Unfortunately, she never did get to play a meaty role in a serious play; however, she did direct a few edgy new plays for a select audience of well-paying Selectmen – and women.

Some time afterwards, when they had moved into their new home and Mrs D. had returned to hers, they lay beside one another, in restful peace, lolling on the bright green slopes where the sheep were placidly cropping their daily grass. The sun shone and the wind was light and cool.

Zillah was the first to speak.

“This air, these mountains—everything so fresh and clean. No wonder you were able to wander about in your skimpy flap of leather like a wild Injun. Nobody would ever think of accosting you when they were all filled with this rareified atmosphere of dazzling purity.”

“You’d be surprised what we get up to out here.”

She looked at him with quizzing, ironical eyes. He blushed, from scalp to sole: a rosy glow infusing the pale gold of his skin like dawn over the river.

“Well, I do not mean—I never… You needn’t laugh like a coy-hyena. All I meant to say was there is quite as much of that going on around here as in town.”


What he meant by that I leave to the fertile and inventive imaginations of my readers, who are themselves all as sophisticated as anyone could wish, and wiser in their day than the children of light, and certainly more up-to-date than my own children of fancy upon whom they are soon to close the book.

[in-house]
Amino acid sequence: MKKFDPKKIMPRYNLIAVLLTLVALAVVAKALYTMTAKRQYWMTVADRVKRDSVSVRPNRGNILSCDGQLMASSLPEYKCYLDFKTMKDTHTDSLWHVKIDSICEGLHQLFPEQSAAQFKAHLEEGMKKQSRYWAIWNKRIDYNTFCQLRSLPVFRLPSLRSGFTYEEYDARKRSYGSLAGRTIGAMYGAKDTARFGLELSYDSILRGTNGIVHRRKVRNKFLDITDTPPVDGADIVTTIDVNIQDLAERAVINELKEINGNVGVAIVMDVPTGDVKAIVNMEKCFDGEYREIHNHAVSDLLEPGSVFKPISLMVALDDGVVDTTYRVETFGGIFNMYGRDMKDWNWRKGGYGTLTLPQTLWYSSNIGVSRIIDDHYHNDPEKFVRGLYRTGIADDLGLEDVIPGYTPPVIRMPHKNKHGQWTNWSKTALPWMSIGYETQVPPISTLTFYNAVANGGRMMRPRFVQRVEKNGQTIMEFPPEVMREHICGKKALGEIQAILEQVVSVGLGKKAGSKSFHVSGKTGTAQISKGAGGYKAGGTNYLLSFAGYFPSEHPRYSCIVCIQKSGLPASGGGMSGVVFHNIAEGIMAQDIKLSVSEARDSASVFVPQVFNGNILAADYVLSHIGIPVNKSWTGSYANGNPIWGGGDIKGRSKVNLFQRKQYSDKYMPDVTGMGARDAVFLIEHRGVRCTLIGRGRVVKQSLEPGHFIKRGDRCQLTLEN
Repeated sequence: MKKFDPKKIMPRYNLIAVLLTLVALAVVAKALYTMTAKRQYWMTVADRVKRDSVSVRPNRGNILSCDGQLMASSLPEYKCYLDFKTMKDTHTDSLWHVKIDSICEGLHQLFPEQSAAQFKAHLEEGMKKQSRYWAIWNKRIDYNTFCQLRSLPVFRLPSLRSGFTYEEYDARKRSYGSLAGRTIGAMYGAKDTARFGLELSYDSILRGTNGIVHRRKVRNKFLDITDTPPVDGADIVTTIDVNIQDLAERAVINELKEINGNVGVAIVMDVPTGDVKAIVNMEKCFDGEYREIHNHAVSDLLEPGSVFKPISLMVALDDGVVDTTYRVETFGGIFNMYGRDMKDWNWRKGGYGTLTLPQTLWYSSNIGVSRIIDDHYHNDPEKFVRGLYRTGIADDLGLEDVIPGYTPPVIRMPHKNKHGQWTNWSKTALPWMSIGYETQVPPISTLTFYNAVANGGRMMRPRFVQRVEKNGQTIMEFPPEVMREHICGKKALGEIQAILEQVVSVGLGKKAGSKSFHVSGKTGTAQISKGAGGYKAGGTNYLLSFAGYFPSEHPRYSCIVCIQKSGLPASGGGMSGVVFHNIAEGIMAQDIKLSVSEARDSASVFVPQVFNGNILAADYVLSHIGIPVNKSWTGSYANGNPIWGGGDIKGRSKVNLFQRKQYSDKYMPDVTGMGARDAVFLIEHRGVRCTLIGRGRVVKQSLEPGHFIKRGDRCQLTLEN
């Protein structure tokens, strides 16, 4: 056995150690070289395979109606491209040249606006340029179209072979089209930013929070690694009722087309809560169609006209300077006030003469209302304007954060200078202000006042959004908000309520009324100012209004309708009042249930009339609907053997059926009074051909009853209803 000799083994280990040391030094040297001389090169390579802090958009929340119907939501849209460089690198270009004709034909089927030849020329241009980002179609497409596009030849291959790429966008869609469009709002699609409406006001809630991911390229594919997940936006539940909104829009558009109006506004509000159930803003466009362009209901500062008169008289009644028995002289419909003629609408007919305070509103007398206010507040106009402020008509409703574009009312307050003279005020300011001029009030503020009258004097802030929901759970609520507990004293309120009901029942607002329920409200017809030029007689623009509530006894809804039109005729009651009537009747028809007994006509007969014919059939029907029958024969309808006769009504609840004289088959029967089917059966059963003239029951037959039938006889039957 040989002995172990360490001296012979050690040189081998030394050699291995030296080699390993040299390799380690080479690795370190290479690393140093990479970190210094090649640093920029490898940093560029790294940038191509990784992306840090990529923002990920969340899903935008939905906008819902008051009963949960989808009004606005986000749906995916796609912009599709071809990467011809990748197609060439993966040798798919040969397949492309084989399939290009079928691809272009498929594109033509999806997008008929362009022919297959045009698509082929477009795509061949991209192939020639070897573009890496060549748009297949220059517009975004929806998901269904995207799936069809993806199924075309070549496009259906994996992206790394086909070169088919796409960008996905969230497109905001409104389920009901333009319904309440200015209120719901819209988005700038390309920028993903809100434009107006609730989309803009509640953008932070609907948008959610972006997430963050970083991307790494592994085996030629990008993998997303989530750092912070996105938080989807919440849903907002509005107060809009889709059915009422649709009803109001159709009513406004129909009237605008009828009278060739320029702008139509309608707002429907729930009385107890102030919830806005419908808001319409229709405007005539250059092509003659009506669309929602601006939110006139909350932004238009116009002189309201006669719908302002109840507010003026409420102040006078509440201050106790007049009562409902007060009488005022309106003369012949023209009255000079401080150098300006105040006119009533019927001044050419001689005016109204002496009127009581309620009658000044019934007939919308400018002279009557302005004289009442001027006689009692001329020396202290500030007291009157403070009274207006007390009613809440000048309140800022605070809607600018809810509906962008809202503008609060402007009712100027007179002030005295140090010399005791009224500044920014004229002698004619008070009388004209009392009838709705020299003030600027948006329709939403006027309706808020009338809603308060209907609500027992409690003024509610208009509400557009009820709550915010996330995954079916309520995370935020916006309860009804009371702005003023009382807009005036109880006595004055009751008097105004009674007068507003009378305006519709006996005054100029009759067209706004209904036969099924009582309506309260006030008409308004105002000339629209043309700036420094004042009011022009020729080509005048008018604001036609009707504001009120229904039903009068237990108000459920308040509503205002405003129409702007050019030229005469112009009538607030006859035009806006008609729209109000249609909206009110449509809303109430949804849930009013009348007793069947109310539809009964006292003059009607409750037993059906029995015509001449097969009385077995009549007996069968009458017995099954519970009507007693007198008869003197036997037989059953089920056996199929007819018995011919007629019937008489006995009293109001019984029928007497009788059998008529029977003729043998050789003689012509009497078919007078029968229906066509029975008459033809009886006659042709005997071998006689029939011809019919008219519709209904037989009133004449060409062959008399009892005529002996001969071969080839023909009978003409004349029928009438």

For my own comfort and sense of fitness, however, I must add a few more words to the trailing end of this my long and borrowed tale.


With prolonged nursing care, including a full course of medicines and physical rehab, Mistress Du’Arrcissy recovered from her stroke completely, except for sometimes needing to use a cane to manage stair-steps and when rising from low chairs. She delighted in paying long visits to her youngest son, wherever his new duties had carried him, at Zillah’s expense, of course.